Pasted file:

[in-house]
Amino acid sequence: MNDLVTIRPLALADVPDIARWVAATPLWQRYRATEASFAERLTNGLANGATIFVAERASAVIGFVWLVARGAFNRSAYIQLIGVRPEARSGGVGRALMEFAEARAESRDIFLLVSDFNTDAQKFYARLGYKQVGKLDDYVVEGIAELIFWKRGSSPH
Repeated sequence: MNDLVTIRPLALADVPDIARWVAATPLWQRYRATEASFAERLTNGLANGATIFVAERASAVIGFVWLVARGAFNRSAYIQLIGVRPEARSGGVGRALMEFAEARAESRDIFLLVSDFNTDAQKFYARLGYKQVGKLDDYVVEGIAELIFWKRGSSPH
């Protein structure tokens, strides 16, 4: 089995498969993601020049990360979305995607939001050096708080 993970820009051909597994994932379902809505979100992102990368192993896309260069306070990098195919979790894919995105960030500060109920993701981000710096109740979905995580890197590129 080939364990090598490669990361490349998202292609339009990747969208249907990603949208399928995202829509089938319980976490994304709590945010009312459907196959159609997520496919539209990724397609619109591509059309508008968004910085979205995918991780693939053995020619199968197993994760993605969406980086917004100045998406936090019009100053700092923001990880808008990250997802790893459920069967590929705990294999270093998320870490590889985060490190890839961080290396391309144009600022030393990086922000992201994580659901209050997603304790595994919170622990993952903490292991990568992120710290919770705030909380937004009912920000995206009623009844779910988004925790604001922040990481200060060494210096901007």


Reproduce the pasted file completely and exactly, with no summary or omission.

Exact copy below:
[in-house]
Amino acid sequence: MNDLVTIRPLALADVPDIARWVAATPLWQRYRATEASFAERLTNGLANGATIFVAERASAVIGFVWLVARGAFNRSAYIQLIGVRPEARSGGVGRALMEFAEARAESRDIFLLVSDFNTDAQKFYARLGYKQVGKLDDYVVEGIAELIFWKRGSSPH
Repeated sequence: MNDLVTIRPLALADVPDIARWVAATPLWQRYRATEASFAERLTNGLANGATIFVAERASAVIGFVWLVARGAFNRSAYIQLIGVRPEARSGGVGRALMEFAEARAESRDIFLLVSDFNTDAQKFYARLGYKQVGKLDDYVVEGIAELIFWKRGSSPH
């Protein structure tokens, strides 16, 4: 089995498969993601020049990360979305995607939001050096708080 993970820009051909597994994932379902809505979100992102990368192993896309260069306070990098195919979790894919995105960030500060109920993701981000710096109740979905995580890197590129 080939364990090598490669990361490349998202292609339009990747969208249907990603949208399928995202829509089938319980976490994304709590945010009312459907196959159609997520496919539209990724397609619109591509059309508008968004910085979205995918991780693939053995020619199968197993994760993605969406980086917004100045998406936090019009100053700092923001990880808008990250997802790893459920069967590929705990294999270093998320870490590889985060490190890839961080290396391309144009600022030393990086922000992201994580659901209050997603304790595994919170622990993952903490292991990568992120710290919770705030909380937004009912920000995206009623009844779910988004925790604001922040990481200060060494210096901007």